A security context implementation for authenticating and/or authorizing clients
There are Wayland protocol extensions that need to be privileged: available to only very specific clients that are known to be trusted. The ability to take screenshots is an example of such privilege.
There are a couple of use cases for reliably identifying a client:
- authorizing a set of clients for privileged actions at system installation time, so that they will just work
- application specific permissions model (e.g. Android), where applications can ask for permissions for privileged actions. The granted permissions must be stored somewhere, and the returning client must be reliably identified as the same that was previously given permission.
Traditionally client authentication has been side-stepped completely by pre-creating an already authorized client connection and passing that to the client process via
WAYLAND_SOCKET environment variable. Weston implements this for few special cases. The disadvantage of this is that the client process must be prepared and spawned by the compositor directly.
Another possible method is inspecting the client process' executable path, and using that as the client's identity. This involves fetching the process ID from the unix socket connection, and then looking at e.g.
/proc/$pid/exe. This approach has several disadvantages:
- The process ID from the socket is the process that created the connection, which is not necessarily the client actually running.
/proc/$pid/exeis said to be easily spoofable.
- The executable file must be immutable by the user, otherwise a malicious program running as the user can simply replace the executable. (Applies to
WAYLAND_SOCKETmethod as well.)
Attempting to isolate a unix user essentially from itself may be an ill-defined problem to begin with. Here we should concentrate on the Wayland connection only, and assume that e.g.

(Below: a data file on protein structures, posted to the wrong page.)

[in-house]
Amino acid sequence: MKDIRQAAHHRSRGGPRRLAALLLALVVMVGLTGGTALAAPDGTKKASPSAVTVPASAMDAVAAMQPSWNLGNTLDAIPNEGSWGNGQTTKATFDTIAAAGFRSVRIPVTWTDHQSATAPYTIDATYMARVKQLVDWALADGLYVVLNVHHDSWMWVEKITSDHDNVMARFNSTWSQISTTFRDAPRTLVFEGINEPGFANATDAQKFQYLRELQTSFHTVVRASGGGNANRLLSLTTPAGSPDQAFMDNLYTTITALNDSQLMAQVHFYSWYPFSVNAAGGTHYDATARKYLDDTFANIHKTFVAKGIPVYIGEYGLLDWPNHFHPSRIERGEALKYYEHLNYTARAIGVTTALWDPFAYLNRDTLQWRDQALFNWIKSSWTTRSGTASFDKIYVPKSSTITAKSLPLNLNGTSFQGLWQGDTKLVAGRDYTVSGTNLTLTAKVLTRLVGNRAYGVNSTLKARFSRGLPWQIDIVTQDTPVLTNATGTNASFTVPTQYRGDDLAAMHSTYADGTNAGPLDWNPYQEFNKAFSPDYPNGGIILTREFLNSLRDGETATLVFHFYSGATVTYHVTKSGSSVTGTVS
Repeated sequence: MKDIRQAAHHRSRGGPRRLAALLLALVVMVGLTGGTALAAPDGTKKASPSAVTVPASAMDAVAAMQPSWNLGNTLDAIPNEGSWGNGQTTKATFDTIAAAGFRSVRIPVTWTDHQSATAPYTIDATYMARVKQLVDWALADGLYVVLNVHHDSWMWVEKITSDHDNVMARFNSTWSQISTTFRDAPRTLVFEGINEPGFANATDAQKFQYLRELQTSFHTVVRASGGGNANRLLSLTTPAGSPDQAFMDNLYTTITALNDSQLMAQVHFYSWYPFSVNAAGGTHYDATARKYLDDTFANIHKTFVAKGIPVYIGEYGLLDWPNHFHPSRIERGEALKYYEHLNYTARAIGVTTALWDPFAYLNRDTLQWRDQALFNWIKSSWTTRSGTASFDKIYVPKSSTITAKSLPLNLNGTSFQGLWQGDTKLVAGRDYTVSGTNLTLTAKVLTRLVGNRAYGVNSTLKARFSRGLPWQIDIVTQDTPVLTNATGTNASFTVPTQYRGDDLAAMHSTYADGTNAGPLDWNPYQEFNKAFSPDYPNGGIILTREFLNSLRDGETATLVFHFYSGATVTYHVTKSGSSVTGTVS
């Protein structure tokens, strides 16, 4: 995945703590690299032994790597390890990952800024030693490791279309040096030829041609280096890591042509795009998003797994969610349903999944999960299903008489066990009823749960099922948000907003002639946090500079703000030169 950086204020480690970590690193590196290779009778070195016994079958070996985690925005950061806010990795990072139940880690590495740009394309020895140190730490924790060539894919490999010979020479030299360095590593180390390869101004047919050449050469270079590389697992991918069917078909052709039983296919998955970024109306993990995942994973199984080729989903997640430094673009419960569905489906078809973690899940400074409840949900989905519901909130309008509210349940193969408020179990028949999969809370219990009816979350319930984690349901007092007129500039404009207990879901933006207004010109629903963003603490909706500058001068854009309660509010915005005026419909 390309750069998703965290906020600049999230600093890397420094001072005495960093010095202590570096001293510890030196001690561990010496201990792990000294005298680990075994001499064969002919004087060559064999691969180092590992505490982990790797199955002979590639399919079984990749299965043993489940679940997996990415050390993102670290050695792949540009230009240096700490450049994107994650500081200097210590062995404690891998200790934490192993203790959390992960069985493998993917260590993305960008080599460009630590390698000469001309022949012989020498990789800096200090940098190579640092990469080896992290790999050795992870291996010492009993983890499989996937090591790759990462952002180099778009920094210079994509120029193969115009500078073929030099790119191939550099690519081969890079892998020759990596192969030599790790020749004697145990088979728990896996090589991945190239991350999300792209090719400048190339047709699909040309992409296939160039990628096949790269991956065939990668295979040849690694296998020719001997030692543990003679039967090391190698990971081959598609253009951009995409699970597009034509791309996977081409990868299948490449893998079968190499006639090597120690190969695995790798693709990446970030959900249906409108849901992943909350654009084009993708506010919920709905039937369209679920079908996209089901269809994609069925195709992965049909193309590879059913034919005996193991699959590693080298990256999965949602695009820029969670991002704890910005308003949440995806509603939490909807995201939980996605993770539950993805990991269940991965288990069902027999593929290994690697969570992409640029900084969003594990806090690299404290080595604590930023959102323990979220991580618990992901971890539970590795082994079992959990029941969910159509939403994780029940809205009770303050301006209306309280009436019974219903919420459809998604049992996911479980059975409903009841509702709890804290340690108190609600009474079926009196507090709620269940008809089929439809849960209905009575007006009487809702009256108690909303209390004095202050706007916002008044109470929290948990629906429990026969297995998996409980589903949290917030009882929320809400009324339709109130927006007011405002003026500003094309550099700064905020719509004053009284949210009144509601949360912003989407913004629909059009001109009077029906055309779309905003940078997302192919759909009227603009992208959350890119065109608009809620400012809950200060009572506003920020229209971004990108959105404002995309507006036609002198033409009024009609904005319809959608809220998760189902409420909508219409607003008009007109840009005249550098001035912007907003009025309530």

ptraceing other clients or even the compositor is already made impossible.
One idea I have heard is that all untrusted applications should be executed inside jails or containers, where the application identity is tied to the specific container. Everything outside of containers would be implicitly trusted. Clients from containers could be identified by e.g. coming through a specific per-container Wayland listening socket, or through a Wayland proxy.
Another idea I have heard is inspecting the security labels from the Wayland connection file descriptor. I wonder if that is something that could have an implementation in Weston upstream. Libwayland-server already exposes the fd (
If the implementation must be specific to a certain kernel security framework, the framework should be one that is easily usable in major distributions. If the method lends itself to containers as well, the better. Requiring the application executable to be immutable to the user is acceptable.
The goal is that when an application is installed from a distribution's package manager, it will be reliably identifiable as a Wayland client: no other program can successfully claim to be that application without gaining elevated privileges in the operating system.
What options are there, and how would they be used?